Antimicrobial effects of biogenic nanoparticles
Infectious diseases pose one of the greatest health challenges in the medical world. Though numerous antimicrobial drugs are commercially available, they often lack effectiveness against recently developed multidrug resistant (MDR) microorganisms. This results in high antibiotic dose administration and a need to develop new antibiotics, which in turn requires time, money, and labor investments. Recently, biogenic metallic nanoparticles have proven their effectiveness against MDR microorganisms, individually and in synergy with the current/conventional antibiotics. Importantly, biogenic nanoparticles are easy to produce, facile, biocompatible, and environmentally friendly in nature. In addition, biogenic nanoparticles are surrounded by capping layers, which provide them with biocompatibility and long-term stability. Moreover, these capping layers provide an active surface for interaction with biological components, facilitated by free active surface functional groups. These groups are available for modification, such as conjugation with antimicrobial drugs, genes, and peptides, in order to enhance their efficacy and delivery. This review summarizes the conventional antibiotic treatments and highlights the benefits of using nanoparticles in combating infectious diseases.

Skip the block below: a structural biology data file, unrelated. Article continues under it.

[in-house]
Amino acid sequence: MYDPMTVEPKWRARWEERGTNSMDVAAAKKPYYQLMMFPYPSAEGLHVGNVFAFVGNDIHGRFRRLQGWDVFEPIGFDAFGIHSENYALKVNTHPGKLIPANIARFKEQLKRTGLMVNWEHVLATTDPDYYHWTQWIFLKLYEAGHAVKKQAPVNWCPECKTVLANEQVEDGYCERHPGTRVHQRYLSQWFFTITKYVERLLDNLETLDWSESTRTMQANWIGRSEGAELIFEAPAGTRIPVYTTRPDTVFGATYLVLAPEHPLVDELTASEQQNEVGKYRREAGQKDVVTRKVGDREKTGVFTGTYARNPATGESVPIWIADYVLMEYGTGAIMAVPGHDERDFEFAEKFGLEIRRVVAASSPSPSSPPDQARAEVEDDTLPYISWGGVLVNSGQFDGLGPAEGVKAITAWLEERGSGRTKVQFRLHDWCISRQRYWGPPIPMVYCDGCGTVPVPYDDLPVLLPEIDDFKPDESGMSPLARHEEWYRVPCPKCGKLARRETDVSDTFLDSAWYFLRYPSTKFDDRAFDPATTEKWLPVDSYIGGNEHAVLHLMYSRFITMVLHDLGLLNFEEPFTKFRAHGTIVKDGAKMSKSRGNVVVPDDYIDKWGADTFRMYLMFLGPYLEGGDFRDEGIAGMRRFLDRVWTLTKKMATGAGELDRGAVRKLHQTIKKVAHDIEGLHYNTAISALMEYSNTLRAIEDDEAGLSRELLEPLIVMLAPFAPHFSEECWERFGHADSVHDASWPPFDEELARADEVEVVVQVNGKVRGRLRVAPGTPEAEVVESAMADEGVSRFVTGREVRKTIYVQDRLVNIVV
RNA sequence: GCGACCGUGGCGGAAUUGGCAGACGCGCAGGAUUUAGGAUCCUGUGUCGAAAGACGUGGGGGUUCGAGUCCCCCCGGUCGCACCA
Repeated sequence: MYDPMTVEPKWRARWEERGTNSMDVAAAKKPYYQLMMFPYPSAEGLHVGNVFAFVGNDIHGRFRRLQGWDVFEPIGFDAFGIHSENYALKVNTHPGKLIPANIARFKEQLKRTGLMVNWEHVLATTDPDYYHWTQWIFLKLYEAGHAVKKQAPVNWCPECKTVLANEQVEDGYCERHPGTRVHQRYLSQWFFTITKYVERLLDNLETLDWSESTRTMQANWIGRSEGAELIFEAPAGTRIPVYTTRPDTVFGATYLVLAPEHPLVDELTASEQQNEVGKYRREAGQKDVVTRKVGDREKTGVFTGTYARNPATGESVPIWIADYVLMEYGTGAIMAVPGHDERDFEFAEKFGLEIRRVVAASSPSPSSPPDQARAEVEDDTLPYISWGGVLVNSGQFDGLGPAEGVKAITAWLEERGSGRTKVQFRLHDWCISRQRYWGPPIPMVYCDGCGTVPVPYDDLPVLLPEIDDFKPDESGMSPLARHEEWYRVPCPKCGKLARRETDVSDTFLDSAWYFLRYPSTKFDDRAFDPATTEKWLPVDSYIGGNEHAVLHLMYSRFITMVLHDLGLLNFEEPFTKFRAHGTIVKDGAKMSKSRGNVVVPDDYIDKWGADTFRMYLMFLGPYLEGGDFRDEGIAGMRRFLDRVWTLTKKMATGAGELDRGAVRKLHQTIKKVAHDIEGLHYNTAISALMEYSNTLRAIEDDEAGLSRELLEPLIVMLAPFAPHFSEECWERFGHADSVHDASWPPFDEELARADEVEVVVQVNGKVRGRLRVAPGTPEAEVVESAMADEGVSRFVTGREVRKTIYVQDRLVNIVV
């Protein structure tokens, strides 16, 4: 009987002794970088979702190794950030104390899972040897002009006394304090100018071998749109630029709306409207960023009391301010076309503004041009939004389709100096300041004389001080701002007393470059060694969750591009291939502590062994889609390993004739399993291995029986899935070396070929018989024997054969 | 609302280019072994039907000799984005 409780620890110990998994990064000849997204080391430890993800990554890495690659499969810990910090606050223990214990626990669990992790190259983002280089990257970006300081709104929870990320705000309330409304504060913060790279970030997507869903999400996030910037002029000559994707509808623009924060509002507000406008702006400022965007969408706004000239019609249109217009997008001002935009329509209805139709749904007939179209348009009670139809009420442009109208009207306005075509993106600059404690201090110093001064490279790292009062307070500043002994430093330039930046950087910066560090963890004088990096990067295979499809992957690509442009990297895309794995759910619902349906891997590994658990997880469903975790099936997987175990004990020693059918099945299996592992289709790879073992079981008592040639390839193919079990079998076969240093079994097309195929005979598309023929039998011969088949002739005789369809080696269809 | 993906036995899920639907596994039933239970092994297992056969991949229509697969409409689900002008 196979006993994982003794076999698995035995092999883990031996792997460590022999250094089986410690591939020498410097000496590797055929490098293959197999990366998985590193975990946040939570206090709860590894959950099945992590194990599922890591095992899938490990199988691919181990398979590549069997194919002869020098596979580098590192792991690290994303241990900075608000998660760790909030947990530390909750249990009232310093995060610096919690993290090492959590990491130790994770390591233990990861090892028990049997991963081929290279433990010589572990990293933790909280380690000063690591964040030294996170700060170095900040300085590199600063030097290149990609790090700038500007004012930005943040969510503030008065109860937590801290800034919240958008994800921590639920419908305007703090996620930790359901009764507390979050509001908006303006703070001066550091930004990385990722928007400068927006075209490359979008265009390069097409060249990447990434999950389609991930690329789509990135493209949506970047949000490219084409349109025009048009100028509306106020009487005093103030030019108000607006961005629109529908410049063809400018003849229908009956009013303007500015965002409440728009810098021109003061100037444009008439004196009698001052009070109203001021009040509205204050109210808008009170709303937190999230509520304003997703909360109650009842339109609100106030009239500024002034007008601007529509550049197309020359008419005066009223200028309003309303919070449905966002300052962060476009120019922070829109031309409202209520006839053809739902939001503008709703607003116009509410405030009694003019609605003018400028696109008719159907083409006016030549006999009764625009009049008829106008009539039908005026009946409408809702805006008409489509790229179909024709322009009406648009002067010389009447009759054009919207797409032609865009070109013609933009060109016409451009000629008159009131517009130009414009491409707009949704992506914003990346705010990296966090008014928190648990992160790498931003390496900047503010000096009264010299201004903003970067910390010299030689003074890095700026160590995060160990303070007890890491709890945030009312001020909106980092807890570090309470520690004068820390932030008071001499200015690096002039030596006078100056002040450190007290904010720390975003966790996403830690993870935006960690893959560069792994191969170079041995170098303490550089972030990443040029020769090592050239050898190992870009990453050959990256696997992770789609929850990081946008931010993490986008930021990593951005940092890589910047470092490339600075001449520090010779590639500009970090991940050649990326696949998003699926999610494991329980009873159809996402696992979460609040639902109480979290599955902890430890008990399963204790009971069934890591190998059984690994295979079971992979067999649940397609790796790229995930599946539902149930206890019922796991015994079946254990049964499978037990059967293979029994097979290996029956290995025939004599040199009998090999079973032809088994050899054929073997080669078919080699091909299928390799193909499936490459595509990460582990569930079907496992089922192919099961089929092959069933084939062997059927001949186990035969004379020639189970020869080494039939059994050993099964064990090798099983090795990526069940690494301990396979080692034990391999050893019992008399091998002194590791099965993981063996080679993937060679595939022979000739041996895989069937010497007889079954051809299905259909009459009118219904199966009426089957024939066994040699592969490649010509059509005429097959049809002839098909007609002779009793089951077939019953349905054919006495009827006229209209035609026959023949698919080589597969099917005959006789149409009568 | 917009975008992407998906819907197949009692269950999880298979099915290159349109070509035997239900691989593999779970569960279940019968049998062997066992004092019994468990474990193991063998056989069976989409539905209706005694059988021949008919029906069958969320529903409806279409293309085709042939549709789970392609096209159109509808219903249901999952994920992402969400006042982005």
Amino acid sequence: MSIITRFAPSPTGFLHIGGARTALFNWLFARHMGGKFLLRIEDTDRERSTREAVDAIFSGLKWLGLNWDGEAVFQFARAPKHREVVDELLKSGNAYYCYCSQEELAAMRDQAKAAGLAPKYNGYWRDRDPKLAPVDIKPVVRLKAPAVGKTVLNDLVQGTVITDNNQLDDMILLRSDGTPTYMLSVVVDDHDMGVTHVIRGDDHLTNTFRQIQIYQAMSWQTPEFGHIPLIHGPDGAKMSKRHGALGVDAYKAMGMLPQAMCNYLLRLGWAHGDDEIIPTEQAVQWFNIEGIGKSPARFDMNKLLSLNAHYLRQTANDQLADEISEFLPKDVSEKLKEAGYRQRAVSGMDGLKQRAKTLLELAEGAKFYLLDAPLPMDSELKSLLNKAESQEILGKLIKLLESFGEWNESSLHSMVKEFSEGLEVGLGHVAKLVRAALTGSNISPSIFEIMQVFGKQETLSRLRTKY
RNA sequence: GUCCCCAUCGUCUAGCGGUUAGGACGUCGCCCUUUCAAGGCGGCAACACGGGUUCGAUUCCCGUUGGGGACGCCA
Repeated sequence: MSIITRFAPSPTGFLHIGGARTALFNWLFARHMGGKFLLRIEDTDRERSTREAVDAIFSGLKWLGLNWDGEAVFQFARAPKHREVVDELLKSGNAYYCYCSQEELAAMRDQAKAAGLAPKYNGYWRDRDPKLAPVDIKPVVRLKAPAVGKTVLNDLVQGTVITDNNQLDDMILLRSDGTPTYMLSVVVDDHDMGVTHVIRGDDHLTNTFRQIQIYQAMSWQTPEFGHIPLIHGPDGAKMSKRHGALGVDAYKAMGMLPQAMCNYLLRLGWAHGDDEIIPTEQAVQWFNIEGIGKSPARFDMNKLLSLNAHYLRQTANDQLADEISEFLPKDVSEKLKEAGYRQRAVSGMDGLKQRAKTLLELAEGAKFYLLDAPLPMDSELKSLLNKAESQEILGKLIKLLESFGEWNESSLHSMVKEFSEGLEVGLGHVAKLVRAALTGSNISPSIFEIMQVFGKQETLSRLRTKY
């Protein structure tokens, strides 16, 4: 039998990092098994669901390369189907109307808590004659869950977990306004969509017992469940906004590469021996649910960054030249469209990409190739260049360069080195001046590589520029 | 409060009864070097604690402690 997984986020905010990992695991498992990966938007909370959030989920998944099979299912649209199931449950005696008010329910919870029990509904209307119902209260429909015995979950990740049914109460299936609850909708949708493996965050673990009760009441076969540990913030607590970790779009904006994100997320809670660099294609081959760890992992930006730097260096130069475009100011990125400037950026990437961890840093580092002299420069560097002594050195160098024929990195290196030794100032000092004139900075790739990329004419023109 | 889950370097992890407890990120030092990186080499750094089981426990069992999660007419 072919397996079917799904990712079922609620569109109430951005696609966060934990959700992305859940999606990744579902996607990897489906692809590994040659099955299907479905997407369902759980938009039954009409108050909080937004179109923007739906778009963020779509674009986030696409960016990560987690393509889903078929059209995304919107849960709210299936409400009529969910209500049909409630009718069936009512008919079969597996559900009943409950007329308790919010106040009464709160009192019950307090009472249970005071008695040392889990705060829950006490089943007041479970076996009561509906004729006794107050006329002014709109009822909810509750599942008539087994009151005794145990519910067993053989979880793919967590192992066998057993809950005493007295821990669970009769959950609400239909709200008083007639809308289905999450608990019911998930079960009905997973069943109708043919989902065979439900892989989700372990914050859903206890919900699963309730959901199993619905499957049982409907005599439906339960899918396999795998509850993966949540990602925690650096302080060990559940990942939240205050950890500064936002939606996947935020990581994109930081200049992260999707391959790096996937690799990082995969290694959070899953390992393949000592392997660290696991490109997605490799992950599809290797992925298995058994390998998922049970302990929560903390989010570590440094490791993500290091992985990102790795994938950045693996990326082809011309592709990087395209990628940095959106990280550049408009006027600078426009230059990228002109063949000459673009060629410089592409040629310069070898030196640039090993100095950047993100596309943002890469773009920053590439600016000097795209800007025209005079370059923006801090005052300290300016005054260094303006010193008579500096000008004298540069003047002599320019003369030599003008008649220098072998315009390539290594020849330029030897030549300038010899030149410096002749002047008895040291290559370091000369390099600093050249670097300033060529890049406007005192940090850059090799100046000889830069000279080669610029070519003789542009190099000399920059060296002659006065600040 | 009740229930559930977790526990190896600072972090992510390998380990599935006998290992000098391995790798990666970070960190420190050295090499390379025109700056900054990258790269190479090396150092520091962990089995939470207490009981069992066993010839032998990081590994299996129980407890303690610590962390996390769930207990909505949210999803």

Multidrug resistant (MDR) microorganisms